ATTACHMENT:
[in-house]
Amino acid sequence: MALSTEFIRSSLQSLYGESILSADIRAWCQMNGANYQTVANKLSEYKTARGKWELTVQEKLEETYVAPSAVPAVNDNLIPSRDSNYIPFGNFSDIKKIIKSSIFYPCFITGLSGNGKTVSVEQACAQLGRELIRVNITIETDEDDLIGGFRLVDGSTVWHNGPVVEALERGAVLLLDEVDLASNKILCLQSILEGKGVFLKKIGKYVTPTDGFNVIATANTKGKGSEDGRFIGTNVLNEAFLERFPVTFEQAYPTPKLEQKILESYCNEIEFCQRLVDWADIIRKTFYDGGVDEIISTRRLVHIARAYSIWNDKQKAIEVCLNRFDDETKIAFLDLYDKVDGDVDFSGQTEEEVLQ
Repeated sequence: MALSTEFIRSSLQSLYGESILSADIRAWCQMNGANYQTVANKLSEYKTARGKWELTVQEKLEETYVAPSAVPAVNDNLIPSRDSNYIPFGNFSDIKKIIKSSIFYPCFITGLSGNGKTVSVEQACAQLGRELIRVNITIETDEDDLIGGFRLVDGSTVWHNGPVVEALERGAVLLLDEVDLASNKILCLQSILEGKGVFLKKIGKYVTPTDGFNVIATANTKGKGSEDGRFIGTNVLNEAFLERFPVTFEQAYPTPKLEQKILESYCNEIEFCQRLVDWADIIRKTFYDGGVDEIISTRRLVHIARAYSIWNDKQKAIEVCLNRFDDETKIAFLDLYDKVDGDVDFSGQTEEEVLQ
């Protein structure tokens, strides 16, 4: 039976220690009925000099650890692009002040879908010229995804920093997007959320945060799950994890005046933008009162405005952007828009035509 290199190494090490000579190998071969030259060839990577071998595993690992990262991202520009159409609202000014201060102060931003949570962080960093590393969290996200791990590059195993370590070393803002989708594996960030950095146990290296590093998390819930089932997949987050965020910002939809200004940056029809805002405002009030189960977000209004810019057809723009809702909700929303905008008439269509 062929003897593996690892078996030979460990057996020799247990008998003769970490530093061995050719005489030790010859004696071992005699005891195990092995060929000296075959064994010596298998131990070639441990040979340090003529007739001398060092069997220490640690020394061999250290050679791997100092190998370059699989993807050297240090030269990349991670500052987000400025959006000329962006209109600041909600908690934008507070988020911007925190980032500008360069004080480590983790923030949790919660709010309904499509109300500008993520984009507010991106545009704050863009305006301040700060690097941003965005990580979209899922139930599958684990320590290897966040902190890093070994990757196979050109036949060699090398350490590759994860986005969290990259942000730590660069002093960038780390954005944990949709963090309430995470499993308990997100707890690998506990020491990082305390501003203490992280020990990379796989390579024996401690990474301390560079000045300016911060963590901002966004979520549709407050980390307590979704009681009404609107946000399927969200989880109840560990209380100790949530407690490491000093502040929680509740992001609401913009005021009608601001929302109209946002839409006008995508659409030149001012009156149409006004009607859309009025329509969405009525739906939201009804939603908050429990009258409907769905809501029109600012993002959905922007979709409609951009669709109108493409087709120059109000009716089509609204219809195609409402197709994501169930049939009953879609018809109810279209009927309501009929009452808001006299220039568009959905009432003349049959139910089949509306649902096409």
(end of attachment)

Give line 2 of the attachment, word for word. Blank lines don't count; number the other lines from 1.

Amino acid sequence: MALSTEFIRSSLQSLYGESILSADIRAWCQMNGANYQTVANKLSEYKTARGKWELTVQEKLEETYVAPSAVPAVNDNLIPSRDSNYIPFGNFSDIKKIIKSSIFYPCFITGLSGNGKTVSVEQACAQLGRELIRVNITIETDEDDLIGGFRLVDGSTVWHNGPVVEALERGAVLLLDEVDLASNKILCLQSILEGKGVFLKKIGKYVTPTDGFNVIATANTKGKGSEDGRFIGTNVLNEAFLERFPVTFEQAYPTPKLEQKILESYCNEIEFCQRLVDWADIIRKTFYDGGVDEIISTRRLVHIARAYSIWNDKQKAIEVCLNRFDDETKIAFLDLYDKVDGDVDFSGQTEEEVLQ